Jan 052015
 

I recently finished a piece that required a scant 1/4 inch seam allowance.  This was due to the fact that there were so many pieces and cuts we wanted to be sure not to lose any points and maintain an accurate size for each small block that would eventually become a part of a larger block.

I work on a Bernina sewing machine, which makes scant 1/4 inch seams fairly simple.  Our 1/4 inch foot has a guide on the side, so we can cozy our fabric right up to it for accurate seams.  I also have a needle control which moves the needle a hair or more one side or the other.  It has up to 5 slight spaces to move to the left or right.  I generally set mine 3 spaces to the right for a scant seam.

 

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Alright, so here’s the reason we do this. Every machine has a different measurement for 1/4 inch due to the way the foot lies on your machine or the needle positioning. There are many 1/4 inch feet for a quilter to buy, unfortunately they all seem to measure that so important 1/4 inch differently.  When we are creating our masterpieces we don’t want to have one piece not match up with another, so we find a way for seam consistency. I generally dislike unsewing or as many of us refer to ripping what we sew.  Because of this, I don’t like to practice my seam on pieces from my quilt.  I try to find better ways to measure that little allowance.

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I have recently started using a neat way to check your machine to see how much it, or rather the foot, is off.  I stay at hotels often, so I take the note pads they leave by my bedside.  The lines on these pads are 1/4 inch apart.  ( you can also use a note card. )  I cut off the last line and use that edge as it was my fabric edge.  I then sew and hope that the seam ends up on the line.  If it doesn’t, I make adjustments and then begin my project. Can you see how the one on the right is off considerably?  The more pieces you have in your block, the greater discrepancy this will cause.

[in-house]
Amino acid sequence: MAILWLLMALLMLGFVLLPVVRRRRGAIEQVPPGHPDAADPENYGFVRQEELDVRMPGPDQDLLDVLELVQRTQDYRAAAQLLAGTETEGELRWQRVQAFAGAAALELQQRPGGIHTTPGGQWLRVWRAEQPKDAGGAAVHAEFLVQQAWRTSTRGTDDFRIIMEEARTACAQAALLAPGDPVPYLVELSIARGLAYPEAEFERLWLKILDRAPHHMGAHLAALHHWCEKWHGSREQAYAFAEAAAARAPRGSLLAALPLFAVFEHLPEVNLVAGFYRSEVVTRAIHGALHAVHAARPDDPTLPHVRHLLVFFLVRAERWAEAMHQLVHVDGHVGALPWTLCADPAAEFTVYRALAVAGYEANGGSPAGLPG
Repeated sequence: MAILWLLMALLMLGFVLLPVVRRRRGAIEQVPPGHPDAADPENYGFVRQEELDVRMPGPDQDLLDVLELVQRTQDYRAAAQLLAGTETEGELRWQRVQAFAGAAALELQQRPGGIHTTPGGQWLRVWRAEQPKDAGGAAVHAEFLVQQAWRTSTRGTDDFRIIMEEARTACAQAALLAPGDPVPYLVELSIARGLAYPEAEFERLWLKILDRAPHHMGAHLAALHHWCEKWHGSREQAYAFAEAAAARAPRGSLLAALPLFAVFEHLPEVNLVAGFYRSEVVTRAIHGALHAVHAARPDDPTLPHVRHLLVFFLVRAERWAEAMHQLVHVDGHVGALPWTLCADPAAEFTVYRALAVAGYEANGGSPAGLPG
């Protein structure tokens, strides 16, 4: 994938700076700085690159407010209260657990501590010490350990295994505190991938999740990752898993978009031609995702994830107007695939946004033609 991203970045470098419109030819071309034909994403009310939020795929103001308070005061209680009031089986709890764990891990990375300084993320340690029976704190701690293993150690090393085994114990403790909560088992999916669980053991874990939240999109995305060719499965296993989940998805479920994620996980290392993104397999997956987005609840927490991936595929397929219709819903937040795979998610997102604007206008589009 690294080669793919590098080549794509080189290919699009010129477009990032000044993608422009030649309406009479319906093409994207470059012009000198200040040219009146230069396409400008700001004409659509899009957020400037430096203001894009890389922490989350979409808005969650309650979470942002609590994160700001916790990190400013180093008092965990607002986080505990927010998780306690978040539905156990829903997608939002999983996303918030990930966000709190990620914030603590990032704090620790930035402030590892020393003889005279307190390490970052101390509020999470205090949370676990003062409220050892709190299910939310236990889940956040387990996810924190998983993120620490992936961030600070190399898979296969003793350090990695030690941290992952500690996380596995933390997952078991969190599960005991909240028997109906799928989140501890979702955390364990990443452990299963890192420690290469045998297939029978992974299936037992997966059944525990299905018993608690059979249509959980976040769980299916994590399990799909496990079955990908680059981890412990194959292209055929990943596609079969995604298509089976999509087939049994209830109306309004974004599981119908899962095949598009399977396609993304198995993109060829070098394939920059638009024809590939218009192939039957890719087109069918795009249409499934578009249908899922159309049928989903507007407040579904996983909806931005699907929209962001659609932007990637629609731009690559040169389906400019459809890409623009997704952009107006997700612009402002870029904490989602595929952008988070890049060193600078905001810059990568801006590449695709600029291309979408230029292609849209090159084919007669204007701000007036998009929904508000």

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There is tape you can use, it is sold in the sewing notions section of any fabric store, called omnigrid glow line tape.  It comes in fluorescent pink, yellow or orange.  It isn’t sticky so it won’t leave residue on your machine, it is actually made to mark your rulers.  I will sometimes use it to mark where my fabric should match up to for my scant 1/4 inch.

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Whether you decide to use the scant 1/4 inch or the approximate 1/4 inch your foot may make, the important thing is consistency. Remember, it’s really just a play on words, we can call it a scant 1/4 inch or a true 1/4 inch seam.  The one thing that is certain, you need to find yours and make a note of how you get your 1/4 inch. I recently taught my granddaughter Gabby how to make a simple 9 patch.  She is 8 and enjoys quilting on one of my featherweights.  We didn’t worry about whether the seam was scant or not, we worked on consistency of the seam allowance.  Please post comments if you have something I may have omitted to add to this post or if you have any questions.   And as always…

                           Quilt On My Friends

  2 Responses to “The 1/4 inch vs scant 1/4 inch seam”

  1.  

    This was very informative and good information. I am older and on medication that makes me a little shaky sometimes and it is easy to not be consistent with the seams. Even though I try.

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